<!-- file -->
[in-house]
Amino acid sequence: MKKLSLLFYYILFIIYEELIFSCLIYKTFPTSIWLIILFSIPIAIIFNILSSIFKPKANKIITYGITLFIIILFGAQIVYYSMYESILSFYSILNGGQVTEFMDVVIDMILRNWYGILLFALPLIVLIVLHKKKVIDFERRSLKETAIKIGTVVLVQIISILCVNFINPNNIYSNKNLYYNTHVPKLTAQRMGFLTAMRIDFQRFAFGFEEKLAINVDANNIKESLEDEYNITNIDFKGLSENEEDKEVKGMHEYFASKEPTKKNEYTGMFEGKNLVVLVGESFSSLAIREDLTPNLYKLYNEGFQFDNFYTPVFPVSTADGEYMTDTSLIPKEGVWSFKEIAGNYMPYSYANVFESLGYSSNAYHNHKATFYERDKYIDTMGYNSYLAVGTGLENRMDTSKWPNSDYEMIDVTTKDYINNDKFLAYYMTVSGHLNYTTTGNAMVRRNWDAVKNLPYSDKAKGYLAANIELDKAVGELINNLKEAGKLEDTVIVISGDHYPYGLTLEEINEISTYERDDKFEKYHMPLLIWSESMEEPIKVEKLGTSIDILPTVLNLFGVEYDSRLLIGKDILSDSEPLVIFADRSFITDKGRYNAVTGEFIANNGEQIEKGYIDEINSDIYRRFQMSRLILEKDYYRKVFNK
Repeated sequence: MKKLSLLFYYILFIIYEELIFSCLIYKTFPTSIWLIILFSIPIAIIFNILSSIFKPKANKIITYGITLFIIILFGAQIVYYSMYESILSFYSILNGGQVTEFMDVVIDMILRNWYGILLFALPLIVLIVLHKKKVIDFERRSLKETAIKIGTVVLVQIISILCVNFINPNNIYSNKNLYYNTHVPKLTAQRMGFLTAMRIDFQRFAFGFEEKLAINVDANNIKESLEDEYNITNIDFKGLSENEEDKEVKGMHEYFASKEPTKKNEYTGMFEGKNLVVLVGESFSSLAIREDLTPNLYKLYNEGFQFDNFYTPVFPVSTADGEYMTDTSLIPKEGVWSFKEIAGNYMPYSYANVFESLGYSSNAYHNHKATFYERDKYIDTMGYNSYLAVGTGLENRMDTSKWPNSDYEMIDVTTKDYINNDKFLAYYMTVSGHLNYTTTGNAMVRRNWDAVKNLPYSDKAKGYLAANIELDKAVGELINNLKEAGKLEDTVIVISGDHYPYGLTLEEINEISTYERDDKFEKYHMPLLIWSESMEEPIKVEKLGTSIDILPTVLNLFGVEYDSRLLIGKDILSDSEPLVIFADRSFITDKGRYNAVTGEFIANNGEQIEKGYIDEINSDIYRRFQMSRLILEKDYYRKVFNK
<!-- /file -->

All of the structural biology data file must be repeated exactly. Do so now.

[in-house]
Amino acid sequence: MKKLSLLFYYILFIIYEELIFSCLIYKTFPTSIWLIILFSIPIAIIFNILSSIFKPKANKIITYGITLFIIILFGAQIVYYSMYESILSFYSILNGGQVTEFMDVVIDMILRNWYGILLFALPLIVLIVLHKKKVIDFERRSLKETAIKIGTVVLVQIISILCVNFINPNNIYSNKNLYYNTHVPKLTAQRMGFLTAMRIDFQRFAFGFEEKLAINVDANNIKESLEDEYNITNIDFKGLSENEEDKEVKGMHEYFASKEPTKKNEYTGMFEGKNLVVLVGESFSSLAIREDLTPNLYKLYNEGFQFDNFYTPVFPVSTADGEYMTDTSLIPKEGVWSFKEIAGNYMPYSYANVFESLGYSSNAYHNHKATFYERDKYIDTMGYNSYLAVGTGLENRMDTSKWPNSDYEMIDVTTKDYINNDKFLAYYMTVSGHLNYTTTGNAMVRRNWDAVKNLPYSDKAKGYLAANIELDKAVGELINNLKEAGKLEDTVIVISGDHYPYGLTLEEINEISTYERDDKFEKYHMPLLIWSESMEEPIKVEKLGTSIDILPTVLNLFGVEYDSRLLIGKDILSDSEPLVIFADRSFITDKGRYNAVTGEFIANNGEQIEKGYIDEINSDIYRRFQMSRLILEKDYYRKVFNK
Repeated sequence: MKKLSLLFYYILFIIYEELIFSCLIYKTFPTSIWLIILFSIPIAIIFNILSSIFKPKANKIITYGITLFIIILFGAQIVYYSMYESILSFYSILNGGQVTEFMDVVIDMILRNWYGILLFALPLIVLIVLHKKKVIDFERRSLKETAIKIGTVVLVQIISILCVNFINPNNIYSNKNLYYNTHVPKLTAQRMGFLTAMRIDFQRFAFGFEEKLAINVDANNIKESLEDEYNITNIDFKGLSENEEDKEVKGMHEYFASKEPTKKNEYTGMFEGKNLVVLVGESFSSLAIREDLTPNLYKLYNEGFQFDNFYTPVFPVSTADGEYMTDTSLIPKEGVWSFKEIAGNYMPYSYANVFESLGYSSNAYHNHKATFYERDKYIDTMGYNSYLAVGTGLENRMDTSKWPNSDYEMIDVTTKDYINNDKFLAYYMTVSGHLNYTTTGNAMVRRNWDAVKNLPYSDKAKGYLAANIELDKAVGELINNLKEAGKLEDTVIVISGDHYPYGLTLEEINEISTYERDDKFEKYHMPLLIWSESMEEPIKVEKLGTSIDILPTVLNLFGVEYDSRLLIGKDILSDSEPLVIFADRSFITDKGRYNAVTGEFIANNGEQIEKGYIDEINSDIYRRFQMSRLILEKDYYRKVFNK